In December 1947, two decades after women gained the right to vote but well before the 1963 Equal Pay Act became law, a gender barrier fell in Camden, New York. In this small upstate town, a group of high school girls broke a long-standing cultural norm -- and district policy -- by wearing slacks to school, setting off both a political ruckus and a Gallup poll.
Americans' verdict? While nearly two-thirds of U.S. adults (65%) at that time thought it was fine for women to wear slacks at home, only 32% approved of women wearing slacks in public. Forty-four percent disapproved, while the rest didn't have strong opinions on the matter.
|Slacks at home||Slacks in public|
|Figures for slacks at home obtained from the Roper Center. Figures for slacks in public based on average of men's and women's results in Gallup report.|
|Gallup, Jan. 2-7, 1948|
Women leaned more heavily than men against publicly slack-clad women: 30% of women approved, 49% disapproved and 21% offered no opinion. Among men, 34% approved, 39% disapproved and 27% had no opinion. But, as George Gallup noted in February 1948, "Both men and women, probably feeling that a woman's house is her castle, say that slacks are an appropriate garment around the home."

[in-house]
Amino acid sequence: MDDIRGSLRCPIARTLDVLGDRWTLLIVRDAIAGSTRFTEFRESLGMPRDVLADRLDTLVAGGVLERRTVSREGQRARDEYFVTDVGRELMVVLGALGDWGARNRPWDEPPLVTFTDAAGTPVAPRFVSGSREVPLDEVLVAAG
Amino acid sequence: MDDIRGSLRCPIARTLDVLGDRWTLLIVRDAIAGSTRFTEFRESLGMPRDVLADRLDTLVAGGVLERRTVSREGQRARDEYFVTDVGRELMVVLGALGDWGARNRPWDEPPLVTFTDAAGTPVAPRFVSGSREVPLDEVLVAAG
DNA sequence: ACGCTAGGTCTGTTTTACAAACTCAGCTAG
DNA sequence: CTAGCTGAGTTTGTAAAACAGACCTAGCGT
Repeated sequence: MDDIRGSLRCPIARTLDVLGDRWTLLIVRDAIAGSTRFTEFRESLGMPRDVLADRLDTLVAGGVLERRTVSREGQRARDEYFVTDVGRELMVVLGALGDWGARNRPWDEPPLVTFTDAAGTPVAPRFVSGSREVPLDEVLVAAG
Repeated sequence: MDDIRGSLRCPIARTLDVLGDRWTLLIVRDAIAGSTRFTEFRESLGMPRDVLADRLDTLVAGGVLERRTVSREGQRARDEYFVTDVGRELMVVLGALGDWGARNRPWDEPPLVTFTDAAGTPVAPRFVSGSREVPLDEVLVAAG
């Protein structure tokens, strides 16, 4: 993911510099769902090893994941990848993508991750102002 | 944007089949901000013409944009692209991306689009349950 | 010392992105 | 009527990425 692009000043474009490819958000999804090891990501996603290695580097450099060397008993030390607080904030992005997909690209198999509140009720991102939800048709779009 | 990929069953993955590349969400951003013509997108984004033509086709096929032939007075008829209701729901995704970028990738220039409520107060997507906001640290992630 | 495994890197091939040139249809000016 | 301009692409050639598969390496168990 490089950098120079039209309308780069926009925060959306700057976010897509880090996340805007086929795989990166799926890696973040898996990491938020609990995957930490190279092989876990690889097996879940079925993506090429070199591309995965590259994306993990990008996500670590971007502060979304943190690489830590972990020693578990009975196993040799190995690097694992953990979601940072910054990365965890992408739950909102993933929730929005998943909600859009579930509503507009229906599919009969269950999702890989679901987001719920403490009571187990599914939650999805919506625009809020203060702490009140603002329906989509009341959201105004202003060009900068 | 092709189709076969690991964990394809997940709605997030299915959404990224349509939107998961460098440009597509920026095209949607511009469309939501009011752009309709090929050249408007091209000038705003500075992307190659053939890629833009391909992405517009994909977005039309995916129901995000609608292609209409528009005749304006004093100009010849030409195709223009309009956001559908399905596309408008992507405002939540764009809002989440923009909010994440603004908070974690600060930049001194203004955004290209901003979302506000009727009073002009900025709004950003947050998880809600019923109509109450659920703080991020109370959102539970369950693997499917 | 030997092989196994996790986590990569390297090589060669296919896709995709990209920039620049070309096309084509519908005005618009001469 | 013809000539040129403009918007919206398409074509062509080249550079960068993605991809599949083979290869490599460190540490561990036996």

The Rest of the Story
The Camden school board ultimately sided with the girl whose family challenged the no-slacks policy, and about a decade later, Jacqueline Kennedy broke White House norms by appearing in slacks as first lady. By then, Americans' support for this fashion choice had risen to 68% -- but now shorts were causing a stir. A 1961 Gallup poll found that only 28% of Americans approved of women wearing shorts in public, while 66% disapproved.
That was the last time Gallup asked about women wearing shorts; six years later, the subject was miniskirts. In a 1967 poll, 62% of Americans who were familiar with miniskirts -- which, at 95%, was almost everyone -- offered negative assessments of the new fad. Seven in 10 (71%) also said they would object to their daughter wearing one.
Read the original 1948 Gallup release.
These data can be found in Gallup Analytics.
Read more from the Gallup Vault.